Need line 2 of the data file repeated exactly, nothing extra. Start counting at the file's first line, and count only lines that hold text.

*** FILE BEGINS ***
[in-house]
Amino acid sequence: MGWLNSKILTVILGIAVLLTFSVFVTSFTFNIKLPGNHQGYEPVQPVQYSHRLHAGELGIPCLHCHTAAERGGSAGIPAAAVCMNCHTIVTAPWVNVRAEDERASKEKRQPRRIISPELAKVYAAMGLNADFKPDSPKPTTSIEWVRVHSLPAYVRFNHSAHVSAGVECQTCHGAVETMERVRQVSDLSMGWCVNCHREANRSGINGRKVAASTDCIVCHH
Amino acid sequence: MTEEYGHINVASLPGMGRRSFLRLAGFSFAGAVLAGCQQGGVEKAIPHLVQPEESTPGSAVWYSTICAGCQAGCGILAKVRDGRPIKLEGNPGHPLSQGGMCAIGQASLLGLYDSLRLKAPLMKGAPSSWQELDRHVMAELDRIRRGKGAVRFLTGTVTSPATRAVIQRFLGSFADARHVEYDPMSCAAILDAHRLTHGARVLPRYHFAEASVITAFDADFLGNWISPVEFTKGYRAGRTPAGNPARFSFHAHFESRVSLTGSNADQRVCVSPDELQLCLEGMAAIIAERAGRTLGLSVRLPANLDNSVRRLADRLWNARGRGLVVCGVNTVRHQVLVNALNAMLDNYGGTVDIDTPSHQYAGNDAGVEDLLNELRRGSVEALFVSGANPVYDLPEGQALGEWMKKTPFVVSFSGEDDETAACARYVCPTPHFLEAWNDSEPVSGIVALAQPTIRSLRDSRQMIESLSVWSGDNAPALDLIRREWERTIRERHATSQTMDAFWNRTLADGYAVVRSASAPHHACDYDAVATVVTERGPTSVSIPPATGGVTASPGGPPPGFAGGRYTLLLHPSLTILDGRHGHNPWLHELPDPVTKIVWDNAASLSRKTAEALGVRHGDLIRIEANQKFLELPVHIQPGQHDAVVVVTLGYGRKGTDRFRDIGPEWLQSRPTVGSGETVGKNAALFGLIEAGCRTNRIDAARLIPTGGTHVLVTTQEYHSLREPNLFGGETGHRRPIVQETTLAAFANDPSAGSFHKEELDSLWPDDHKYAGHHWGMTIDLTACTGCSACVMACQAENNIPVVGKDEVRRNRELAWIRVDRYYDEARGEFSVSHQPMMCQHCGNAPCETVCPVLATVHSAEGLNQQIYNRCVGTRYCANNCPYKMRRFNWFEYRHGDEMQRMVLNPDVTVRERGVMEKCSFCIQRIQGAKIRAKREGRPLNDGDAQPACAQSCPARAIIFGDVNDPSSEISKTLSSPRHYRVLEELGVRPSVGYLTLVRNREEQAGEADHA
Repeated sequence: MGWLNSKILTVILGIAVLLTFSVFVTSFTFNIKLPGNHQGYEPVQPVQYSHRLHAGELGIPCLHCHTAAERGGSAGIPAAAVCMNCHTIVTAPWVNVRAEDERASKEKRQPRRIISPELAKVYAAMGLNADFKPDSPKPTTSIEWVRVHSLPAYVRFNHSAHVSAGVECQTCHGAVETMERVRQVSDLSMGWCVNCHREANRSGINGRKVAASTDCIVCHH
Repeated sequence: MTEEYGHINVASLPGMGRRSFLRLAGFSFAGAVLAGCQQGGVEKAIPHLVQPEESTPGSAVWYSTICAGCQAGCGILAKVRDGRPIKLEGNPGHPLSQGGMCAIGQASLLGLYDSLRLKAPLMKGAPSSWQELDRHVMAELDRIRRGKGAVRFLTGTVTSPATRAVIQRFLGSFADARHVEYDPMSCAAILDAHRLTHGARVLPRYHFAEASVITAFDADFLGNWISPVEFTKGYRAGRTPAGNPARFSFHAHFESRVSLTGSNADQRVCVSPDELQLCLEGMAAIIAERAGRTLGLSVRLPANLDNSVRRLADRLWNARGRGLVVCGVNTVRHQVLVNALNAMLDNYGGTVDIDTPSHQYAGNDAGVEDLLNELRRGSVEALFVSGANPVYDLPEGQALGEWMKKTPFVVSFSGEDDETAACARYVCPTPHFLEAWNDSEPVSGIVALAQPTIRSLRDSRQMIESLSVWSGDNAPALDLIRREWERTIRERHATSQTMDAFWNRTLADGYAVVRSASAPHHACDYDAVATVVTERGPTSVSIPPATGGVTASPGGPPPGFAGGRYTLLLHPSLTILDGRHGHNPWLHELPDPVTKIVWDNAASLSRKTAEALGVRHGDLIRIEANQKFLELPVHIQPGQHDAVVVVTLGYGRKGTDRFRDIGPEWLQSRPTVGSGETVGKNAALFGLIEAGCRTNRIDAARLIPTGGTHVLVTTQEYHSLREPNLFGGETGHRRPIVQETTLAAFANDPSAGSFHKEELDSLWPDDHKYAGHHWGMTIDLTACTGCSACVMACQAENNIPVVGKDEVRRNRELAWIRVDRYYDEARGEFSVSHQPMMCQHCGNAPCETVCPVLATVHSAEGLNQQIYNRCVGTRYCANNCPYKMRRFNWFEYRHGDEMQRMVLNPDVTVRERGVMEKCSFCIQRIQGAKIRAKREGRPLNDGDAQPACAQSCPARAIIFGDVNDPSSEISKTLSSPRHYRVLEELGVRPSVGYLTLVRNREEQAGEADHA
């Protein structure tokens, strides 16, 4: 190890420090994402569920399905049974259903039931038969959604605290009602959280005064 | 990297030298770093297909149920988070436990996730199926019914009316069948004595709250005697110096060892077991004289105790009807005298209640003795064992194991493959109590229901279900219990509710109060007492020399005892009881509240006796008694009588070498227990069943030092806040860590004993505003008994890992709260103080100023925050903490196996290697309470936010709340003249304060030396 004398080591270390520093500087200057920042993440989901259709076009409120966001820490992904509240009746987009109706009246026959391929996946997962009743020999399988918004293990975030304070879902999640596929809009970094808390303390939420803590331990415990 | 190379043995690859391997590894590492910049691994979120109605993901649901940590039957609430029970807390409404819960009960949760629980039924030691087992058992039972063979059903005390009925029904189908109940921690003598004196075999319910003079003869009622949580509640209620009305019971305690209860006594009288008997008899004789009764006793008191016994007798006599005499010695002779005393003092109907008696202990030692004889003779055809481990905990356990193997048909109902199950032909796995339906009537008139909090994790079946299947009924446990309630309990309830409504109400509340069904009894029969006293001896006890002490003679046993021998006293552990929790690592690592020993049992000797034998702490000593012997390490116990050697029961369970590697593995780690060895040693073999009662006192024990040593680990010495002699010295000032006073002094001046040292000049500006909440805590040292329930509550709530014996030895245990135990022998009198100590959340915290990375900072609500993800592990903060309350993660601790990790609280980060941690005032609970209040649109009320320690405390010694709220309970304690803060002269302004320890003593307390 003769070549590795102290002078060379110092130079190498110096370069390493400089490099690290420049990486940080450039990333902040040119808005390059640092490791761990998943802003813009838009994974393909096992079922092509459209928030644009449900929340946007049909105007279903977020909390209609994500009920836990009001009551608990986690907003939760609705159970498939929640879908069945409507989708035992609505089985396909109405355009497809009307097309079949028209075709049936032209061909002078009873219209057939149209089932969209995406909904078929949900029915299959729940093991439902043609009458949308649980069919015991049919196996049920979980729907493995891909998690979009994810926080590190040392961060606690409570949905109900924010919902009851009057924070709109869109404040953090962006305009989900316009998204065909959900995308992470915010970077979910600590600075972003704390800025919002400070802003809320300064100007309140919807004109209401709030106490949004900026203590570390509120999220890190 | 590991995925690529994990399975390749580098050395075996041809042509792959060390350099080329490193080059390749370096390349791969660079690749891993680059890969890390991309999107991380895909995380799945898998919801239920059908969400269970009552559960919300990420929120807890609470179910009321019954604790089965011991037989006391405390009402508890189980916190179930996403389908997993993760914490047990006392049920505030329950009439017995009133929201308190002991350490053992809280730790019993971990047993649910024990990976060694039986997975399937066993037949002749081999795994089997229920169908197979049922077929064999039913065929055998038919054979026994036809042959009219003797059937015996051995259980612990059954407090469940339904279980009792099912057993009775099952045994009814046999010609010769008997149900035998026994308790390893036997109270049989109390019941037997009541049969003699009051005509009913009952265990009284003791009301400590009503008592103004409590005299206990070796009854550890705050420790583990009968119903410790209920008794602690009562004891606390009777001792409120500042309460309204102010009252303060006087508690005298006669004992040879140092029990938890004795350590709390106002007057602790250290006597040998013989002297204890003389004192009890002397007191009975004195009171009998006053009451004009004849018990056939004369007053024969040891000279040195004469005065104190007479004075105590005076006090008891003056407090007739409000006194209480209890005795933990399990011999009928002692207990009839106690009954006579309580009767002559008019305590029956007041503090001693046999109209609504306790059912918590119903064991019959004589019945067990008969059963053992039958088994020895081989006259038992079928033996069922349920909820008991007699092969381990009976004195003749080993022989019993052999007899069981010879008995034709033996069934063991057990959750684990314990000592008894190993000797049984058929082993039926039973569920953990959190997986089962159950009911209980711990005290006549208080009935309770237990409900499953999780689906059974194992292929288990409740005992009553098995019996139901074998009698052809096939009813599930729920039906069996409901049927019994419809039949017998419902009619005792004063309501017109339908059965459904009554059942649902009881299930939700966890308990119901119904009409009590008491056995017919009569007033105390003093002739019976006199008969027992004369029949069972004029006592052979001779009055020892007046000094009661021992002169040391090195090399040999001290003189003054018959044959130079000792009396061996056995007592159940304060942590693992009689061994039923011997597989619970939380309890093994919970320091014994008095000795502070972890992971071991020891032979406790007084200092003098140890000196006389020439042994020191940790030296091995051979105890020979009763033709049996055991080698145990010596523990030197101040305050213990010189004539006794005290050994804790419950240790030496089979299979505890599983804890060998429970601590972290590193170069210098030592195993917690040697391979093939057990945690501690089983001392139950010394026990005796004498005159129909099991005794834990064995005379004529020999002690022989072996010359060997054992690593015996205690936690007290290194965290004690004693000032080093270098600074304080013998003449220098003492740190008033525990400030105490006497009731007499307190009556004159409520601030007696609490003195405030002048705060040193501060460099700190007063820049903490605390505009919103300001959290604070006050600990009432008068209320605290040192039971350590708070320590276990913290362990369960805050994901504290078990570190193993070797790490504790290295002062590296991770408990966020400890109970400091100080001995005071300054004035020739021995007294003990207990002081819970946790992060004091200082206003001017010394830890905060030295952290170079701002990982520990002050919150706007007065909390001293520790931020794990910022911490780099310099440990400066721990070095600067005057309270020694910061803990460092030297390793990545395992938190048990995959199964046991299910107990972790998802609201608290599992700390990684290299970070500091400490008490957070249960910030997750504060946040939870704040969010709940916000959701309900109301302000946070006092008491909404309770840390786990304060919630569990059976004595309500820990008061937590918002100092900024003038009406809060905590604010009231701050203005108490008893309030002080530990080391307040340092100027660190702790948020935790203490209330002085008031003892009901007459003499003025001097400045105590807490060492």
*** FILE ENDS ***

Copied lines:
Amino acid sequence: MGWLNSKILTVILGIAVLLTFSVFVTSFTFNIKLPGNHQGYEPVQPVQYSHRLHAGELGIPCLHCHTAAERGGSAGIPAAAVCMNCHTIVTAPWVNVRAEDERASKEKRQPRRIISPELAKVYAAMGLNADFKPDSPKPTTSIEWVRVHSLPAYVRFNHSAHVSAGVECQTCHGAVETMERVRQVSDLSMGWCVNCHREANRSGINGRKVAASTDCIVCHH